Updating the Present: Review of STC’s The Present


It’s becoming a bit of a sad tradition that we’re seeing a lot of main-stage plays be subtitled with, ‘by some-would-be-writer, after some-undisputed-master’, as if the works of Ibsen, Chekhov and Miller were pretty good starts, but really hadn’t quite reached their full potential. It’s either an indictment against Australian playwrights who don’t have the balls to write something of their own, or Australian audiences who are unwilling to see anything they haven’t already heard of. Possibly a bit of both.

The Sydney Theatre Company’s The Present, ‘By Andrew Upton, after Anton Chekhov’s Platonov (1878)’ is another member of this ever growing club. However – and it is a big ‘however’ – of all the plays out there this is possibly the best one to do it to. Written when Chekhov was just eighteen, the piece originally ran to five hours, with Chekhov himself never considering it complete. It was never staged in his own life-time, and when performed today usually appears as an abridged or edited version. Upton has condensed the story and updated the setting to Russia of the mid-1990s (yes, we remember, VHS was a thing). Having said that, the sensibilities of the characters within the piece are undeniably Australian, even setting aside the accents; Upton’s use of dialogue and even the mannerisms of the actors all place the aesthetics of the piece squarely in this country. At one point, a character even picks up a meat pie from the local servo. The occasional references to Russia jar at times as we’re reminded that this isn’t Oz, and one wonders how difficult it would have been to have found a comparable time in Australia’s history where the story would have worked. Thankfully, though, this is not a deal breaker.

Credit must be given where credit is due, though, because for its faults, The Present is an engaging piece of theatre. It may not sound much like Chekhov anymore, but for the most part the writing works; the comedy inserted into the text and accentuated by Director, John Crowley and his cast, turns what might have been a slog of three hours into something entertaining.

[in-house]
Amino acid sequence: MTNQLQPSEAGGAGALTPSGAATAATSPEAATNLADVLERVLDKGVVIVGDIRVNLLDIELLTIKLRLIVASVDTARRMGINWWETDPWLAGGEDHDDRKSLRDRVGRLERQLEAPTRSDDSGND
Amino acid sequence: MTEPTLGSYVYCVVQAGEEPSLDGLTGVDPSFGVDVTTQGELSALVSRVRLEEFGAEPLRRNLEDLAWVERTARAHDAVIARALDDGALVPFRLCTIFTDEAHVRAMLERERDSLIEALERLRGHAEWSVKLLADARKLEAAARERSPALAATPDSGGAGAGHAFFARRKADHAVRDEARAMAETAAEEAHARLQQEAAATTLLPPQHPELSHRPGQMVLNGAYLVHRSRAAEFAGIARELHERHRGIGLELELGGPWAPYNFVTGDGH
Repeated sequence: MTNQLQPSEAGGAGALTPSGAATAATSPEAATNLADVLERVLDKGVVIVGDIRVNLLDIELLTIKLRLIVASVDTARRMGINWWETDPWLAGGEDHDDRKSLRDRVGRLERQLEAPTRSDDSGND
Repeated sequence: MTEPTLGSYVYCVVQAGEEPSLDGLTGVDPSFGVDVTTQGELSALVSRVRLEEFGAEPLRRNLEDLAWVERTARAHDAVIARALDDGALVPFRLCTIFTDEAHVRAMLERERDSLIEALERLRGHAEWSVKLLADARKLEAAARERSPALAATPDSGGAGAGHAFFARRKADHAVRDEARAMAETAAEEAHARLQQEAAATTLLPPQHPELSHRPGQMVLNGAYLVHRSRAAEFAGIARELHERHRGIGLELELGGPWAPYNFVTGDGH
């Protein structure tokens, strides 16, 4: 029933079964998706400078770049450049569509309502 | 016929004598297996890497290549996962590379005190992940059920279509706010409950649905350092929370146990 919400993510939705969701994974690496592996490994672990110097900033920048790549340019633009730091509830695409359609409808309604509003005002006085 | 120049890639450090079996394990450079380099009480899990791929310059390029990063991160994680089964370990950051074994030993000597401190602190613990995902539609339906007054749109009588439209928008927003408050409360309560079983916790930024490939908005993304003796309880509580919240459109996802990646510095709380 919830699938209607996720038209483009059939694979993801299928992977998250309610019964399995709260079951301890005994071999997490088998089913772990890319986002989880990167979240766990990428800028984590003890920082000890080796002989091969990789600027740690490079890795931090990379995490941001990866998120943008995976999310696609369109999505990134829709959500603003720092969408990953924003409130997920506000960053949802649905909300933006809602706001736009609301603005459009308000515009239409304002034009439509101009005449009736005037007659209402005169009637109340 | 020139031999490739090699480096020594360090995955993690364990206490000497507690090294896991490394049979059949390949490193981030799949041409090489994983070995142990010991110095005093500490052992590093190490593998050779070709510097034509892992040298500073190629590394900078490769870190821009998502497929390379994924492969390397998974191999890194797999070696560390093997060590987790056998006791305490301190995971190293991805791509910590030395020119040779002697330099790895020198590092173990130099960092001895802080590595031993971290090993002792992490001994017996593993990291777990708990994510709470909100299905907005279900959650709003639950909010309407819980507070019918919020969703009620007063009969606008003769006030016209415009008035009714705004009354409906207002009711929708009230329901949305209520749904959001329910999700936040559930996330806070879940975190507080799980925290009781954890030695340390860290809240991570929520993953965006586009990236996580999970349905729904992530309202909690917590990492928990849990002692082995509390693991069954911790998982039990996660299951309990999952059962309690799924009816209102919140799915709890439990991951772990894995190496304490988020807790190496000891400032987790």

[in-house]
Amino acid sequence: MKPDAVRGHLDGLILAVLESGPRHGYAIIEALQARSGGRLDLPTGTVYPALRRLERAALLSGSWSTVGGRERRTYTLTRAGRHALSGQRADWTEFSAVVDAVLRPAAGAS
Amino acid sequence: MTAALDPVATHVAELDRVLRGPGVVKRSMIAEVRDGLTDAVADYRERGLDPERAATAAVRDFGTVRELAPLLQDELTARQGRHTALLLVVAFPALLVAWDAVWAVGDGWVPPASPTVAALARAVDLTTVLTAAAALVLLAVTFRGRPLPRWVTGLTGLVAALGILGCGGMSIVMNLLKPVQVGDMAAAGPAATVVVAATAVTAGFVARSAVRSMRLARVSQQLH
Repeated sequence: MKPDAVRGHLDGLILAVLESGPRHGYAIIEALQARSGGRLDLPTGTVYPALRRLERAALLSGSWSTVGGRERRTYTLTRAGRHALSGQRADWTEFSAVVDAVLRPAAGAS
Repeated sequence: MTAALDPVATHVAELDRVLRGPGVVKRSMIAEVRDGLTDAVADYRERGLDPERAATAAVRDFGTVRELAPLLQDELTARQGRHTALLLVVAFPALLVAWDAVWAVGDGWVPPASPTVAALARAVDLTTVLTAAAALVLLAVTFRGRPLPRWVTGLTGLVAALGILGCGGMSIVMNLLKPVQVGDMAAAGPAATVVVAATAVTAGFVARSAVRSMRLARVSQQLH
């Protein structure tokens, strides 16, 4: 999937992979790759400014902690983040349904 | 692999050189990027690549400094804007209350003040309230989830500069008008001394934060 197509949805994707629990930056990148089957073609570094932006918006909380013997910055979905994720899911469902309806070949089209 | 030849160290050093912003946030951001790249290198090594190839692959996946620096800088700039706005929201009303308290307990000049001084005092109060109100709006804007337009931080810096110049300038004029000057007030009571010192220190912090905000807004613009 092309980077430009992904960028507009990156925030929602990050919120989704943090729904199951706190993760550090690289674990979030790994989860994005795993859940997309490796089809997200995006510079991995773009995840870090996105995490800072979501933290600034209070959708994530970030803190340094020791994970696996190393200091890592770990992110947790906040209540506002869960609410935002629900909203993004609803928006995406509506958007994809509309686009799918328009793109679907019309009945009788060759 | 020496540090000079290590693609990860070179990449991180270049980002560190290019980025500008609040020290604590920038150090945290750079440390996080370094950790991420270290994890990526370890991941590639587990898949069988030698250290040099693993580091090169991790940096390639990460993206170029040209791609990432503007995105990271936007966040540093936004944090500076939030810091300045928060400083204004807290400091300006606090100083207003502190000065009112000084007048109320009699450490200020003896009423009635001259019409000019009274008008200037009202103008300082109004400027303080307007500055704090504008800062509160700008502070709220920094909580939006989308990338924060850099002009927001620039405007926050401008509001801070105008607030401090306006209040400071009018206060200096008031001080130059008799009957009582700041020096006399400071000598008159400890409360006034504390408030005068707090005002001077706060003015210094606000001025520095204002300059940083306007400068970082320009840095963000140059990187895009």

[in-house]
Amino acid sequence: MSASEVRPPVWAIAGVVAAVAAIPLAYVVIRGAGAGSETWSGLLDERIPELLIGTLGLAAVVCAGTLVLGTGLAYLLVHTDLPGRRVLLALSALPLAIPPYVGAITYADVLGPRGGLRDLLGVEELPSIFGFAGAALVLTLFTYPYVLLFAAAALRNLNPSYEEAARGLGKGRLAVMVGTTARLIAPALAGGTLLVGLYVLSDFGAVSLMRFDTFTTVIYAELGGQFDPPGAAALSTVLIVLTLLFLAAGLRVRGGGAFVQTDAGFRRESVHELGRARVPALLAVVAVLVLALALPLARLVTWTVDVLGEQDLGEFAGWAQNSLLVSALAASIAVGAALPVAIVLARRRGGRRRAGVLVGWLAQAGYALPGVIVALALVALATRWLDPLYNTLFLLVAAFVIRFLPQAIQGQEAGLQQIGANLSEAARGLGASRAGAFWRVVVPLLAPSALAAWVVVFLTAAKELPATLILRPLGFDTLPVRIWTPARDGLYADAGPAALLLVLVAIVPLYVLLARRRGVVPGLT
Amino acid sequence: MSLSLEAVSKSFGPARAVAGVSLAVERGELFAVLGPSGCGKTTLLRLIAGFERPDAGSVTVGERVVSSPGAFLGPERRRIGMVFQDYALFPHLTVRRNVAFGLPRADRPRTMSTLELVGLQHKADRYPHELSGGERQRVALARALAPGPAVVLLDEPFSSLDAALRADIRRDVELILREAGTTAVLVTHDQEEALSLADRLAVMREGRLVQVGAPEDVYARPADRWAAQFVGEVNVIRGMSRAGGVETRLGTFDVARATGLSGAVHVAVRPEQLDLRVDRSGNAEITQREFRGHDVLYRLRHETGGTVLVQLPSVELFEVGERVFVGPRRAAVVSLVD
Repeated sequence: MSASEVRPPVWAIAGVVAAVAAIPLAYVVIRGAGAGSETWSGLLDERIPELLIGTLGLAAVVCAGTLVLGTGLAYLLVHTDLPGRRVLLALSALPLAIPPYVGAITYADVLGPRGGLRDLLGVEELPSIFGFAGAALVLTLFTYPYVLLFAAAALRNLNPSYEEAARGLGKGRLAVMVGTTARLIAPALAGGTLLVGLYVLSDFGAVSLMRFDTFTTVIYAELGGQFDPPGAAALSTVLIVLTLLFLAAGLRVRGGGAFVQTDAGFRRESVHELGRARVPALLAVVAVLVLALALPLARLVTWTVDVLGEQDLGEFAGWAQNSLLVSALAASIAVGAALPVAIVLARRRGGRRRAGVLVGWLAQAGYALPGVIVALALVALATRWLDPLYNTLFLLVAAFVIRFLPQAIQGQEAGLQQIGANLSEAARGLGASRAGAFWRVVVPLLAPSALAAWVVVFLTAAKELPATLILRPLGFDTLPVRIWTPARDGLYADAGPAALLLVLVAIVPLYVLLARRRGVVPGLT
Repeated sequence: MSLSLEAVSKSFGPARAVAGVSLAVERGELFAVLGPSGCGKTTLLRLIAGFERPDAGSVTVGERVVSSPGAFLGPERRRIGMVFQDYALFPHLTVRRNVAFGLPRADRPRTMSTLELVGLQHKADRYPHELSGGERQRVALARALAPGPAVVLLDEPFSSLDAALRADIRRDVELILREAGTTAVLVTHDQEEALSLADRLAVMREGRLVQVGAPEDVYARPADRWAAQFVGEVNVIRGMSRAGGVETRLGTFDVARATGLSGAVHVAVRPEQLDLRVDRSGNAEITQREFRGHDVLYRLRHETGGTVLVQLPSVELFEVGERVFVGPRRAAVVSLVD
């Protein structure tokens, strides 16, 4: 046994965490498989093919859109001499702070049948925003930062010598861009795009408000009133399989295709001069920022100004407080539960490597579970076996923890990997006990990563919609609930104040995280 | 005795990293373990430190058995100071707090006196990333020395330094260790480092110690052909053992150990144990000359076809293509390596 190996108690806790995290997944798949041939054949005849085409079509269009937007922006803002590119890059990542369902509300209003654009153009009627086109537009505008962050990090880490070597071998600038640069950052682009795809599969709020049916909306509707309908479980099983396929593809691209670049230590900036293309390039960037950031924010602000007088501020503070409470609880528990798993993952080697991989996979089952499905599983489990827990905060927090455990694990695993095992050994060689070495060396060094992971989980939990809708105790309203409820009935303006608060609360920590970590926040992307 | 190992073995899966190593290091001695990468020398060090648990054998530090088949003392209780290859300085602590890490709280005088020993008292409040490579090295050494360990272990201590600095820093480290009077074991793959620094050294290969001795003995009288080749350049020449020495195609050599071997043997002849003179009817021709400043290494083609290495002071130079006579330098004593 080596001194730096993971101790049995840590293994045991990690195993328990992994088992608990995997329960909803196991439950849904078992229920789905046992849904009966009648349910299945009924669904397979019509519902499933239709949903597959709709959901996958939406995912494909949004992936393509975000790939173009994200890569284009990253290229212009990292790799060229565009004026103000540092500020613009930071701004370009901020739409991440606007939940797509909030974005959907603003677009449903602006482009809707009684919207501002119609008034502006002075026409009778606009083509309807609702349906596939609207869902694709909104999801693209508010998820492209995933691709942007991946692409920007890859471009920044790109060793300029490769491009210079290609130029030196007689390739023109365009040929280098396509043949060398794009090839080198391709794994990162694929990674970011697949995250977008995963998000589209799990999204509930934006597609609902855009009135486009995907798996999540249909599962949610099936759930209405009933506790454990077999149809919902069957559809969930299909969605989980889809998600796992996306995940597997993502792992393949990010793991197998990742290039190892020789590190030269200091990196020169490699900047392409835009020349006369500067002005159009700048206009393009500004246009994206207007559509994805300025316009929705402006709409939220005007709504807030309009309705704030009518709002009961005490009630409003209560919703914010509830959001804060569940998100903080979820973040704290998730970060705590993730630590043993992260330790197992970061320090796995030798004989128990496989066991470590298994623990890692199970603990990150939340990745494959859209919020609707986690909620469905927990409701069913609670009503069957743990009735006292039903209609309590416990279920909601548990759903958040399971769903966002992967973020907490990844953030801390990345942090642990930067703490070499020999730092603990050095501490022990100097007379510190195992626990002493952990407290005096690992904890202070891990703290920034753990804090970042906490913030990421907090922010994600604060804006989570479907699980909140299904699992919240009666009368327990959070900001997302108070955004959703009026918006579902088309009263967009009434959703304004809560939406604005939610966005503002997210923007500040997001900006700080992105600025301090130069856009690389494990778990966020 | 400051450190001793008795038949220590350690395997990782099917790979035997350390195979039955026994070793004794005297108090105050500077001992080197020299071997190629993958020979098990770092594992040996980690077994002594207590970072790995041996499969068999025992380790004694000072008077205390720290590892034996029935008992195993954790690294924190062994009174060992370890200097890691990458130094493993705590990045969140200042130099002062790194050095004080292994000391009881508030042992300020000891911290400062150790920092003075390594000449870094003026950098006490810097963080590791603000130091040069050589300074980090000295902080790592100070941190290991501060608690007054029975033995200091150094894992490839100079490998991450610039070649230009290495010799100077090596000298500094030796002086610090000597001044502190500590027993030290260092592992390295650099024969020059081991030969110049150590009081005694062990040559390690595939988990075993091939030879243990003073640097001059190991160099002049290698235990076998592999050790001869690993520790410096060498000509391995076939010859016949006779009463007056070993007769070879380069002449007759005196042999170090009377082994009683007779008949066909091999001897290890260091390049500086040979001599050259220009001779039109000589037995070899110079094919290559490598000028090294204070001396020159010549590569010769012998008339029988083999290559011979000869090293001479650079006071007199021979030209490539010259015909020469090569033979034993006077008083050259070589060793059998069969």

The play opens on the day before Anna’s 40th birthday. Gathered for the first time in years is a group of friends who are all connected through the friendships forged by their own parents many years ago. The relationships are complex, but Sergi, Nikolai and Mikhail are three sons born of the previous generation who spent their childhood together. They all started out with the potential to change the world, but following one compromise after another they have lapsed into a lack-lustered middle-age. They are surrounded by the stories of the glorious past, and listen to the plans that the youthful have for the future. But when you’re middle-aged you only have the present: whatever you were going to do, whatever you were going to be is what you now are; it’s only at 40 that people begin to fully realize this. Mikhail had big plans for his life, and even though he holds down a respectable job as a teacher and has a newborn child he feels unfulfilled. Enter the women. Mikhail is a bit of a babe magnet, and over the course of the play there are four who believe themselves to be in love with him. Each represents a different aspect of his life that he feels is lacking: Sasha, his wife, is warm and nurturing; Sophia is ambitious and wants to improve the world; Maria is young, sexy and vibrant; and Anna is the person who understands him. Mikhail’s frustrated life, his attempt to recapture a lost youth and potential in one of these women, and his inability to choose between them, makes up the drama of this piece.

Even with Upton’s stripped down and rebuilt version of the play, it’s hard to disguise some of the limitations in this early Chekhov. The four female love interests are a little pigeon-holed into their character-types and what they mean to Mikhail’s crisis than they are fully rounded characters. This is more so the case with Maria and Sasha, but all four suffer from this limitation to one degree or another. Likewise, the first two acts are a little over drawn and not as tightly wrought as the back end of the production. It is fascinating to note, though, that Chekhov, at eighteen, managed to write what is a detailed study of the mid-life crisis.